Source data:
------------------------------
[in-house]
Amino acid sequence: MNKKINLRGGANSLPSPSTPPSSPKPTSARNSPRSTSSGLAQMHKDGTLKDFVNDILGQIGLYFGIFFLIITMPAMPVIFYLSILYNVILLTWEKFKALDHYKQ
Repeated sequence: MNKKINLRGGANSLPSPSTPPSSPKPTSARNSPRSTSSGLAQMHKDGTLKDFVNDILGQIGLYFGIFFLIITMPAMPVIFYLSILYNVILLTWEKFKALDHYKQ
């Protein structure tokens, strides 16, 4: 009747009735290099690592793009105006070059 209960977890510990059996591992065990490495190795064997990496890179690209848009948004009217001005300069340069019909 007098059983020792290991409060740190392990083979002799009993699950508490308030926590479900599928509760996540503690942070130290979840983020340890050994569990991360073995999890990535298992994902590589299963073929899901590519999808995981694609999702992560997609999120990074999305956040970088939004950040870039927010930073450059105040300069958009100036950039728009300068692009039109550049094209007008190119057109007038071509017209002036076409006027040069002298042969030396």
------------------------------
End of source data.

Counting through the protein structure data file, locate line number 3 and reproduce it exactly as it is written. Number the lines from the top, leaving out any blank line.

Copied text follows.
Repeated sequence: MNKKINLRGGANSLPSPSTPPSSPKPTSARNSPRSTSSGLAQMHKDGTLKDFVNDILGQIGLYFGIFFLIITMPAMPVIFYLSILYNVILLTWEKFKALDHYKQ